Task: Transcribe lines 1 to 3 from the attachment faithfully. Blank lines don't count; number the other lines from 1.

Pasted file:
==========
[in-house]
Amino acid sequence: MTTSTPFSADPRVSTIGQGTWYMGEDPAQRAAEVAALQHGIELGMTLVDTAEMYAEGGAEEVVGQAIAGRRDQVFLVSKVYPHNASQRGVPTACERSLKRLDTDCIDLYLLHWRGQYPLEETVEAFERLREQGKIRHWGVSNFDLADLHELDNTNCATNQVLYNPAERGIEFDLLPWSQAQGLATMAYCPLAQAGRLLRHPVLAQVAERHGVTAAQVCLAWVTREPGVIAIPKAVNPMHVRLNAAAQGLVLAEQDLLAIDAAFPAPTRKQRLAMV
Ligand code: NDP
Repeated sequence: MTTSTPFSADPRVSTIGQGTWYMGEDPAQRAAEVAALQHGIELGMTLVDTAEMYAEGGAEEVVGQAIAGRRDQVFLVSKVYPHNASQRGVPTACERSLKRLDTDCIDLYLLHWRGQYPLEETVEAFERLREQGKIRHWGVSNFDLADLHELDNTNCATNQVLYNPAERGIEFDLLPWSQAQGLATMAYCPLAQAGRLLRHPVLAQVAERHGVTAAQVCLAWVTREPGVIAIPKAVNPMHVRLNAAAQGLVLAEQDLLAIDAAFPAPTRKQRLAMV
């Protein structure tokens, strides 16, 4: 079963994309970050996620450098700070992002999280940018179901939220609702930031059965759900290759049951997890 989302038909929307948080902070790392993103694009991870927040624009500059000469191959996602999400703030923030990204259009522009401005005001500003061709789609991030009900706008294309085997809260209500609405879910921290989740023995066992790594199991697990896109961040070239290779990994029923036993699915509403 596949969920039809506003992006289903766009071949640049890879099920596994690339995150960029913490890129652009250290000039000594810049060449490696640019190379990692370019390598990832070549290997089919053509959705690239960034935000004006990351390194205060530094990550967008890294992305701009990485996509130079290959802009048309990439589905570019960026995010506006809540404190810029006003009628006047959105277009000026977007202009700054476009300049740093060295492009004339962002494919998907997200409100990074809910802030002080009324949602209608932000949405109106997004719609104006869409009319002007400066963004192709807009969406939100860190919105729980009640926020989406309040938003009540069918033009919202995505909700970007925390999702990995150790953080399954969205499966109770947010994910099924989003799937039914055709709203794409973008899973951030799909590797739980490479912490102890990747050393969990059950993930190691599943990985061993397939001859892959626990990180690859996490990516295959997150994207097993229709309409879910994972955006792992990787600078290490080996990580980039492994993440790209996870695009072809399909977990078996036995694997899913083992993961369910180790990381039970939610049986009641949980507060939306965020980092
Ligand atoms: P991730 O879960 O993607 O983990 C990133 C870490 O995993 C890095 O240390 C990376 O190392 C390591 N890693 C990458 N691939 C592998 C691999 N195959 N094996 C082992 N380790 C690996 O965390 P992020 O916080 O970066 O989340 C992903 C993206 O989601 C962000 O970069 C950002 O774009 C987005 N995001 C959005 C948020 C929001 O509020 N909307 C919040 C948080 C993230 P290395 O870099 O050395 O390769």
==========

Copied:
[in-house]
Amino acid sequence: MTTSTPFSADPRVSTIGQGTWYMGEDPAQRAAEVAALQHGIELGMTLVDTAEMYAEGGAEEVVGQAIAGRRDQVFLVSKVYPHNASQRGVPTACERSLKRLDTDCIDLYLLHWRGQYPLEETVEAFERLREQGKIRHWGVSNFDLADLHELDNTNCATNQVLYNPAERGIEFDLLPWSQAQGLATMAYCPLAQAGRLLRHPVLAQVAERHGVTAAQVCLAWVTREPGVIAIPKAVNPMHVRLNAAAQGLVLAEQDLLAIDAAFPAPTRKQRLAMV
Ligand code: NDP